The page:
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Do lawyers have a duty to supervise cloud computing providers?


This week's Daily Record column is entitled "Do lawyers have a duty to supervise cloud computing providers?."

A pdf of the article can be found here and my past Daily Record articles can be accessed here.


Do lawyers have a duty to supervise cloud computing providers?

In a column that I wrote last October, I explained that American Bar Association’s Commission on Ethics 20/20 was eliciting comments on the issue of whether the Model Rules of Professional Conduct 5.3 should be revised to incorporate the concept that lawyers should be required to “supervise” cloud computing providers, just as lawyers are required to supervise other non-lawyer assistants such as paralegals.

By way of background, the Commission on Ethics Committee was established in 2009 (online at and the stated purpose of the Commission is to “perform a thorough review of the ABA Model Rules of Professional Conduct and the U.S. system of lawyer regulation in the context of advances in technology and global legal practice developments.”

In the letter calling for comments on this issue, the Committee explained that it welcomed “feedback on the extent to which procedures outlined in ABA Formal Ethics Opinion 08-451 (describing a lawyer’s obligations when outsourcing work to lawyers and non-lawyers) should apply in the cloud computing context.”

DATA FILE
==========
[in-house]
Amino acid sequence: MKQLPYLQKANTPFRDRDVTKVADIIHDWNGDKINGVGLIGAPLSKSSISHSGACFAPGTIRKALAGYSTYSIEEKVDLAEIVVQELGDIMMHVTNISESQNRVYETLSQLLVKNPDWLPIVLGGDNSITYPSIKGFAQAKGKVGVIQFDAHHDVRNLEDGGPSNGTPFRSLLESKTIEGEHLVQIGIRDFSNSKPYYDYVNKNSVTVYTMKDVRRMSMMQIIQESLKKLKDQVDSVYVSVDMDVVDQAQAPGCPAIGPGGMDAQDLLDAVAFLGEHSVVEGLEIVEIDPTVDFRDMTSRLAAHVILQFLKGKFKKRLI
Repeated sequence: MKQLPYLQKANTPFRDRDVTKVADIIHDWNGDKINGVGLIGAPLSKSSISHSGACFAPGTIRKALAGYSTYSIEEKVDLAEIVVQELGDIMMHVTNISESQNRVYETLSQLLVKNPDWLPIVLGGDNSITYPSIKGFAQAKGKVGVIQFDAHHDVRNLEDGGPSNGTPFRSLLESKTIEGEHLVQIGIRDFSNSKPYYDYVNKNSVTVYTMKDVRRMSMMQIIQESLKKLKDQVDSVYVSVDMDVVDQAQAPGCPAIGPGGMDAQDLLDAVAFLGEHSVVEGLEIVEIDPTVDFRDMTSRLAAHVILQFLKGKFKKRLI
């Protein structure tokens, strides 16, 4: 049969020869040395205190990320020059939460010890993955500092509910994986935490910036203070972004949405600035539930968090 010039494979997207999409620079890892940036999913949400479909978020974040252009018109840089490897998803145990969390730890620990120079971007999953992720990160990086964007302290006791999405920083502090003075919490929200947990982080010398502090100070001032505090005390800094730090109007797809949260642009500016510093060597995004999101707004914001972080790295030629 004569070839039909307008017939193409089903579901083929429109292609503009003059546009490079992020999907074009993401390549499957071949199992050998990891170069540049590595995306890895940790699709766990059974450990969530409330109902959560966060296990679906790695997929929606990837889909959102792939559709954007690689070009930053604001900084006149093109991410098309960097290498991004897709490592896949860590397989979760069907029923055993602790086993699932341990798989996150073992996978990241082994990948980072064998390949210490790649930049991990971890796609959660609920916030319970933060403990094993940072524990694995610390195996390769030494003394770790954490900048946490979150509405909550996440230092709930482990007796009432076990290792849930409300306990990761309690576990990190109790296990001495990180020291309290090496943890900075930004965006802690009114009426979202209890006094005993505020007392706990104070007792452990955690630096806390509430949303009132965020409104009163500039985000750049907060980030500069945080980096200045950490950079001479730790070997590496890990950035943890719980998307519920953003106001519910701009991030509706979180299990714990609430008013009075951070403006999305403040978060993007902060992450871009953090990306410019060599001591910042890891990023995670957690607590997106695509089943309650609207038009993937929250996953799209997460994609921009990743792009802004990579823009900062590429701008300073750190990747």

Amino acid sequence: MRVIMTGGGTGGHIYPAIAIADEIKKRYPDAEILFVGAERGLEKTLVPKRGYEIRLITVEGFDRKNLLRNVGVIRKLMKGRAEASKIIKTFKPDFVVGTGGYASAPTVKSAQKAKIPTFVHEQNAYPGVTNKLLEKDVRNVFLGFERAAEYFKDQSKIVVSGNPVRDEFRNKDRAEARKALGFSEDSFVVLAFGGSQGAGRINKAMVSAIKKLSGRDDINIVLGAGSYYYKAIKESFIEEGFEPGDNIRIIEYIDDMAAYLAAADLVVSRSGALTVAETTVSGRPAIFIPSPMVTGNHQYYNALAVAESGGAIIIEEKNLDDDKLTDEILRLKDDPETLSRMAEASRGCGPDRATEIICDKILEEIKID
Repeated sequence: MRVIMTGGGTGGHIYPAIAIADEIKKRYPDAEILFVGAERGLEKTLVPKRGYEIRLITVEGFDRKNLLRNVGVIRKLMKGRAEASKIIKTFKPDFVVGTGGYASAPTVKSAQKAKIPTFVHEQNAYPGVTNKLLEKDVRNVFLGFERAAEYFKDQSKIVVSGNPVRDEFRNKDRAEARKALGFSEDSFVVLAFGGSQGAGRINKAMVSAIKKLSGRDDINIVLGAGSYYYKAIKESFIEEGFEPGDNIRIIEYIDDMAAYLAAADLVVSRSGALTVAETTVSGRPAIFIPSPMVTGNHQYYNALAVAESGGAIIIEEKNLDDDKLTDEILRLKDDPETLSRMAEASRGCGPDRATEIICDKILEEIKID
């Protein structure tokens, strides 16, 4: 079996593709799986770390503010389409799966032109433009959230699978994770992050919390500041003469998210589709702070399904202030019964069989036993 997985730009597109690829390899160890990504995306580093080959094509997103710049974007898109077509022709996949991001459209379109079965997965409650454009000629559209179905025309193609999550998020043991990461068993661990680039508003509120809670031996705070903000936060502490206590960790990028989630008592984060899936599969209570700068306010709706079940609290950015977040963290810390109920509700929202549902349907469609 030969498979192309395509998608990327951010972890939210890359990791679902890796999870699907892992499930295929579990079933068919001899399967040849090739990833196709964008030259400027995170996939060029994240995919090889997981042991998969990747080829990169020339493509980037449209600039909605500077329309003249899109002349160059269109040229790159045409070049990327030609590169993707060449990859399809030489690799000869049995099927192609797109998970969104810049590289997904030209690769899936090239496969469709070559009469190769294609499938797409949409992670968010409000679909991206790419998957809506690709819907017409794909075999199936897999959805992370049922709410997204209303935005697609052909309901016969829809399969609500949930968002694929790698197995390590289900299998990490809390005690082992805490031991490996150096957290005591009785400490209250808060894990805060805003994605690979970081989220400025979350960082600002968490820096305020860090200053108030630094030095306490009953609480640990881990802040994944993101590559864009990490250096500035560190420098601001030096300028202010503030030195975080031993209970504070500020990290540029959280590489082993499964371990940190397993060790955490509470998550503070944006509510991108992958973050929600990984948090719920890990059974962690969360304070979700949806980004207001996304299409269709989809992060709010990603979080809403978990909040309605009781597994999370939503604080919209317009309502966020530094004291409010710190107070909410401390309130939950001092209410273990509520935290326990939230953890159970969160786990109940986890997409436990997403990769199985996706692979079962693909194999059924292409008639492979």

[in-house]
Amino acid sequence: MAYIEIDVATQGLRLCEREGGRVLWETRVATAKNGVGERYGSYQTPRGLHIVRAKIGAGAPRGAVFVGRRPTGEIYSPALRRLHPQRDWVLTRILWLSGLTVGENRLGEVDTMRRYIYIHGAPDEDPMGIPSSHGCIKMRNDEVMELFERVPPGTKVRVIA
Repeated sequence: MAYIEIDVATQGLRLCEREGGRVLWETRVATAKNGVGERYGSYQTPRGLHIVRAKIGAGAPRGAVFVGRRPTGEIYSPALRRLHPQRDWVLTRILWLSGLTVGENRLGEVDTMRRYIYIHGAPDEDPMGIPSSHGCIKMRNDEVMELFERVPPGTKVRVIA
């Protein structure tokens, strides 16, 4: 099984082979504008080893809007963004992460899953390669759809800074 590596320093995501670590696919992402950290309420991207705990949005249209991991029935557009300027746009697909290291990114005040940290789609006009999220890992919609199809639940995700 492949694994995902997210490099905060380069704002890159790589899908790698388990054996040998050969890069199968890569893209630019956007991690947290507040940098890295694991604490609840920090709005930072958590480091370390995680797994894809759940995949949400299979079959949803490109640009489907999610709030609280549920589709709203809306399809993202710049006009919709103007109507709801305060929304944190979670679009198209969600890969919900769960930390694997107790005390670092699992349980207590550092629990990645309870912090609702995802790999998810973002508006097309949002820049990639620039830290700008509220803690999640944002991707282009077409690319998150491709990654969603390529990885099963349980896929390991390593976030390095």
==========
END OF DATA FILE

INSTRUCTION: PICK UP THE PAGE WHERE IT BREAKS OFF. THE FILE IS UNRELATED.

In Opinion 08-451, it was suggested that “to minimize the risk of potentially wrongful disclosure, the outsourcing lawyer should verify that the outside service provider does not also do work for adversaries of their clients on the same or substantially related matters; in such an instance, the outsourcing lawyer could choose another provider.”

In my prior column on this issue, I expressed alarm at the idea that lawyers might have a duty to “supervise” cloud computing providers since there is a fundamental difference between outsourcing legal and administrative functions and outsourcing data management and storage to online legal service providers given that most lawyers simply do not have the IT qualifications to oversee tasks like computer programming, encryption, data storage, and the delivery of said services. I also submitted comments to the Commission outlining my concerns in this regard.

Last week the committee released its initial draft proposals (which are available for further comment through July 15, 2011) regarding the proposed amendment to Rule 5.3. The gist of the rule is that lawyers are required to make reasonable efforts to ensure that non-lawyers retained by the firm provide services consistent with lawyers’ professional obligations.

The Committee proposed revising the title of Rule 5.3 from “Responsibilities Regarding Nonlawyer Assistants” to “Responsibilities Regarding Nonlawyer Assistance.”

Aside from the minor change to the title, the rule stayed the same.

However, the comments to the rule were revised substantially to include the following language in proposed Comment [3], which addresses an attorney’s obligations when outsourcing tasks to a non-lawyer such as a cloud computing provider: